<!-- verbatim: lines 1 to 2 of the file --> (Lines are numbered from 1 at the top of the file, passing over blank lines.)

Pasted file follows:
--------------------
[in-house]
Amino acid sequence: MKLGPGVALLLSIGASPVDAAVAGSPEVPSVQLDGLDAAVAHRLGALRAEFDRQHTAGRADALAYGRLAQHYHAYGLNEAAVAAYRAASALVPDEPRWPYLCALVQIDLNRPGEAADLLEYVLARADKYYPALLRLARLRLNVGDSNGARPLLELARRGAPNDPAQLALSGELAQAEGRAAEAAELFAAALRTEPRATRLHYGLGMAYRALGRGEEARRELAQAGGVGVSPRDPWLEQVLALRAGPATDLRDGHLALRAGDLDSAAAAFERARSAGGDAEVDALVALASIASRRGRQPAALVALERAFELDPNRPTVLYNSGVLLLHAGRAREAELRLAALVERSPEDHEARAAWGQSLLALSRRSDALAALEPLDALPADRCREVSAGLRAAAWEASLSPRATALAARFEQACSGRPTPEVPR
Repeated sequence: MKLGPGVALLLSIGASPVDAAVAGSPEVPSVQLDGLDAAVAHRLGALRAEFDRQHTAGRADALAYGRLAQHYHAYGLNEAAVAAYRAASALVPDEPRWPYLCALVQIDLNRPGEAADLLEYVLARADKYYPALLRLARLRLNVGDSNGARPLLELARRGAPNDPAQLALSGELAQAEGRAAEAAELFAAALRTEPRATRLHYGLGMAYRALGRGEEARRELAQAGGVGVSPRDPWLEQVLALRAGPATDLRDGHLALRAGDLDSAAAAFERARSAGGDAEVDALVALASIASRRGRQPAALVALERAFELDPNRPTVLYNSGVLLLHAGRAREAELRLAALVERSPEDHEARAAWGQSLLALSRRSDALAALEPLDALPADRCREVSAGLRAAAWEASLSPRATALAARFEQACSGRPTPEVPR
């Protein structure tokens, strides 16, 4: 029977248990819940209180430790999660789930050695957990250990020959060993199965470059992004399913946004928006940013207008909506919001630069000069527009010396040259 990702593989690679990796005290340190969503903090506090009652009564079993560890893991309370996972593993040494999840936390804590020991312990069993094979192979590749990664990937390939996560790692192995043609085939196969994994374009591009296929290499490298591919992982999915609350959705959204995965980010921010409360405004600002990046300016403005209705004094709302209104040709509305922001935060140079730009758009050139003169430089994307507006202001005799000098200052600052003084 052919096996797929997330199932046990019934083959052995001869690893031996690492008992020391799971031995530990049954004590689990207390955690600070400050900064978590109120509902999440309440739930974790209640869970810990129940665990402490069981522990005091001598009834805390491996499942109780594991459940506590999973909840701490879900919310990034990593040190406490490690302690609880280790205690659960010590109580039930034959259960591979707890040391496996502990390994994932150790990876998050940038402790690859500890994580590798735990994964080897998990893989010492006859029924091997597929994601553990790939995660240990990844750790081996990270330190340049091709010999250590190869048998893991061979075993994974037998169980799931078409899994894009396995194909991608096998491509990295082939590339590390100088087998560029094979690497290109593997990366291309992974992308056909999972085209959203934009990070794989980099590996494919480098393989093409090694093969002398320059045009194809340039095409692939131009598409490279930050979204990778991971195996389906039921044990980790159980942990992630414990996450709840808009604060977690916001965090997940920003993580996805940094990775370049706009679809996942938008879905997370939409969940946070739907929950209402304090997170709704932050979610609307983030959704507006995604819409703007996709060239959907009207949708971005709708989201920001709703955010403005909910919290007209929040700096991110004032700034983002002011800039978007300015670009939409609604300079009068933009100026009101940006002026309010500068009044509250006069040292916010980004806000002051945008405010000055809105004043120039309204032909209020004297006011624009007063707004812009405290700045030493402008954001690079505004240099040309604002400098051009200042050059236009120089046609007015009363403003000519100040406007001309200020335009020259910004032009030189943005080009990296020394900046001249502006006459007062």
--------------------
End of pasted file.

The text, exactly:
[in-house]
Amino acid sequence: MKLGPGVALLLSIGASPVDAAVAGSPEVPSVQLDGLDAAVAHRLGALRAEFDRQHTAGRADALAYGRLAQHYHAYGLNEAAVAAYRAASALVPDEPRWPYLCALVQIDLNRPGEAADLLEYVLARADKYYPALLRLARLRLNVGDSNGARPLLELARRGAPNDPAQLALSGELAQAEGRAAEAAELFAAALRTEPRATRLHYGLGMAYRALGRGEEARRELAQAGGVGVSPRDPWLEQVLALRAGPATDLRDGHLALRAGDLDSAAAAFERARSAGGDAEVDALVALASIASRRGRQPAALVALERAFELDPNRPTVLYNSGVLLLHAGRAREAELRLAALVERSPEDHEARAAWGQSLLALSRRSDALAALEPLDALPADRCREVSAGLRAAAWEASLSPRATALAARFEQACSGRPTPEVPR